Jul 07, 2022
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Moore-Hodgson’s algorithm is an approach to scheduling work that aims to minimise the number of tasks that are late, rather than the lateness of any particular task. The algorithm was presented in 1968 by J. M. Moore, with an alternative algorithim attributed to T. E. Hodgson.
In this article we’ll look at the algorithm, its benefits, drawbacks, and when you should use it to organise the things you need to do.
Moore-Hodgson’s algorithm is an approach to scheduling work that aims to minimise the number of tasks that are late. You start by sorting your tasks by the earliest due date and working on the task that is due soonest first.
Whilst working on the earliest due date task, if it looks like you won’t get to the next before it’s due, you look at the remaining tasks and throw out the biggest. Of course, you still have to complete that task, but you have to sacrifice it becoming overdue in order to prevent other tasks from also going overdue.
You continue working through the remaining tasks in order of due date, but keep getting rid of any big tasks if you fall behind schedule.
Once you’re finished working through the tasks, you work through the tasks that were thrown out. These tasks can be done in any order because they’re all late anyway.
This process reduces the number of tasks potentially that are late, rather than the severity of any particular task.
The most obvious benefit of Moore-Hodson’s algorithm is that the number of tasks that are potentially overdue is minimised.
For example, say you had 10 tasks where your objective was to have the majority of them delivered on-time, and sacrificing one or two to being late was an acceptable compromise. If this is a characteristic that you want to optimise for, using the Moore-Hodgson’s algorithm could be a good choice.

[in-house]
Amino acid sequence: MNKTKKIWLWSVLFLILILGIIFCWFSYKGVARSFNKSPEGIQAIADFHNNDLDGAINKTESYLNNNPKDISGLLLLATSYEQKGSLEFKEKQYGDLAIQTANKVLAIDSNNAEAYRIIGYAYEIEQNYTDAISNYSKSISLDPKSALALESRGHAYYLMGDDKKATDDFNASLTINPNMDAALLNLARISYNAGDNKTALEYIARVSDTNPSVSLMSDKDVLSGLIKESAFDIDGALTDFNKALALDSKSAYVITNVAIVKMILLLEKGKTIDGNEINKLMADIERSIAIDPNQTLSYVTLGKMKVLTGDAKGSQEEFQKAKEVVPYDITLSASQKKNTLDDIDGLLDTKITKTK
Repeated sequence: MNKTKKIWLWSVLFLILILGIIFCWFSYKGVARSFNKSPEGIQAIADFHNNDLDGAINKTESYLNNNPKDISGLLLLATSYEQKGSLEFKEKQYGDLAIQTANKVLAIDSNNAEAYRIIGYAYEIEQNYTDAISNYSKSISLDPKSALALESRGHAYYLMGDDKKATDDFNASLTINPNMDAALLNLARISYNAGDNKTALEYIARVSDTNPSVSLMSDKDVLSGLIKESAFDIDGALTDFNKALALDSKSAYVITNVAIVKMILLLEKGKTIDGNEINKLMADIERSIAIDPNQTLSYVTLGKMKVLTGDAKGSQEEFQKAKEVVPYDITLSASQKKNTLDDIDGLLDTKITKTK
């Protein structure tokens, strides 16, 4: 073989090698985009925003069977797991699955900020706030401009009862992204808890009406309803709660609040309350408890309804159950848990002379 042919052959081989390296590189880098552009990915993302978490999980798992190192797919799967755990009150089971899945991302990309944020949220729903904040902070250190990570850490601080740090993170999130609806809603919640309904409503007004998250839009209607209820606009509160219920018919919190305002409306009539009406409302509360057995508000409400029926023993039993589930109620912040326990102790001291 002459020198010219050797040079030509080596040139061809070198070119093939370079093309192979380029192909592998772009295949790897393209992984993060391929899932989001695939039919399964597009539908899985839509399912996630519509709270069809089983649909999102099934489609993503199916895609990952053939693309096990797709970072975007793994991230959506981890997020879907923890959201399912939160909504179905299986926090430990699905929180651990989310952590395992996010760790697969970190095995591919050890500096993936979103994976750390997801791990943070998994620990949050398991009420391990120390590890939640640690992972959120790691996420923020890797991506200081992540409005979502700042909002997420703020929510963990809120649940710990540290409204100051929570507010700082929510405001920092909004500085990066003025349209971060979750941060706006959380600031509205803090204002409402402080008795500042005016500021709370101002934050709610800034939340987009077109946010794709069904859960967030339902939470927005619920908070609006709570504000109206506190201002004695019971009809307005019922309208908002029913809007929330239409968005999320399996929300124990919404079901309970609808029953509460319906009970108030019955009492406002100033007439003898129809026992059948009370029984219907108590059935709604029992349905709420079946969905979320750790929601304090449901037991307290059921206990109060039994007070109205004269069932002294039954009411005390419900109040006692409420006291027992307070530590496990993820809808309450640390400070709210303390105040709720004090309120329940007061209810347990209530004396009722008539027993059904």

Moore-Hodgson’s algorithm is the optimum approach when you’re working through a set of tasks on your own and this is the objective you care the most about.
The drawback to Moore-Hodgson’s is that you must sacrifice tasks and allow them to become overdue in order to minimise the lateness of other tasks. This is potentially made worse if the tasks that are most likely to be thrown out also happen to be the most important.
Whilst the Moore-Hodgson’s algorithm is fairly straightforward to implement, the simplicity ends up being another drawback of the approach. For example, the algorithm assumes that all of your tasks have a similar priority, duration, and importance.
As I mentioned above, if you are aiming to minimise the number of tasks that are overdue, and are willing to sacrifice tasks in order to achieve this goal, Moore-Hodgson’s algorithm could be a good choice.
The algorithm was also specifically conceived for “single machine processing”, or in other words if you are working on the list of tasks on your own. Once you introduce the complexity of multiple people working on a set of tasks, a relatively simple approach like Moore-Hodson’s algorithm goes out of the window.
Moore-Hodgson’s algorithm isn’t a good choice if your tasks are very different in terms of complexity, duration, or importance. If you have a wide variety of tasks on your to-do list, using a simple algorithm for scheduling your work is probably not going to work.
As Moore-Hodgson’s algorithm was intended for optimising the problem of “single machine processing”, if you regularly work synchronously or in collaboration with others it’s probably not going to be a good choice either.